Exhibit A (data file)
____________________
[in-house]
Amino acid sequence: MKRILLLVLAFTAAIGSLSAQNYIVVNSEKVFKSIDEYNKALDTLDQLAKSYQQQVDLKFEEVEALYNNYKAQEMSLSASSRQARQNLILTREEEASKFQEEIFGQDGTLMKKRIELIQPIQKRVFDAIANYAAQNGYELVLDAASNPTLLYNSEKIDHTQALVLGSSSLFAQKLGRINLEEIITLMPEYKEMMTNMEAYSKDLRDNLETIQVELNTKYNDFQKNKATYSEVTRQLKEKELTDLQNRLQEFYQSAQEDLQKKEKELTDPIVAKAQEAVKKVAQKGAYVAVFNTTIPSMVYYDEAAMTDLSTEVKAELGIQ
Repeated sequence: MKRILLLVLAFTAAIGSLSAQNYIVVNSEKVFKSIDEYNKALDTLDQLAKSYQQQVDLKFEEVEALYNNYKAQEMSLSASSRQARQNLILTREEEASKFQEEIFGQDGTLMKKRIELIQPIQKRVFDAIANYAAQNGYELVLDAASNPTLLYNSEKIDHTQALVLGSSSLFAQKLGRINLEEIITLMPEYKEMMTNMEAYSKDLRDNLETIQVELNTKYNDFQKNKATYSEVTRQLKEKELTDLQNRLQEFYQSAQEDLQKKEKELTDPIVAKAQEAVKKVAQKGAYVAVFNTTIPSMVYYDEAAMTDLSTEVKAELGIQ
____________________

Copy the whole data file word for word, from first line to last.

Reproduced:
[in-house]
Amino acid sequence: MKRILLLVLAFTAAIGSLSAQNYIVVNSEKVFKSIDEYNKALDTLDQLAKSYQQQVDLKFEEVEALYNNYKAQEMSLSASSRQARQNLILTREEEASKFQEEIFGQDGTLMKKRIELIQPIQKRVFDAIANYAAQNGYELVLDAASNPTLLYNSEKIDHTQALVLGSSSLFAQKLGRINLEEIITLMPEYKEMMTNMEAYSKDLRDNLETIQVELNTKYNDFQKNKATYSEVTRQLKEKELTDLQNRLQEFYQSAQEDLQKKEKELTDPIVAKAQEAVKKVAQKGAYVAVFNTTIPSMVYYDEAAMTDLSTEVKAELGIQ
Repeated sequence: MKRILLLVLAFTAAIGSLSAQNYIVVNSEKVFKSIDEYNKALDTLDQLAKSYQQQVDLKFEEVEALYNNYKAQEMSLSASSRQARQNLILTREEEASKFQEEIFGQDGTLMKKRIELIQPIQKRVFDAIANYAAQNGYELVLDAASNPTLLYNSEKIDHTQALVLGSSSLFAQKLGRINLEEIITLMPEYKEMMTNMEAYSKDLRDNLETIQVELNTKYNDFQKNKATYSEVTRQLKEKELTDLQNRLQEFYQSAQEDLQKKEKELTDPIVAKAQEAVKKVAQKGAYVAVFNTTIPSMVYYDEAAMTDLSTEVKAELGIQ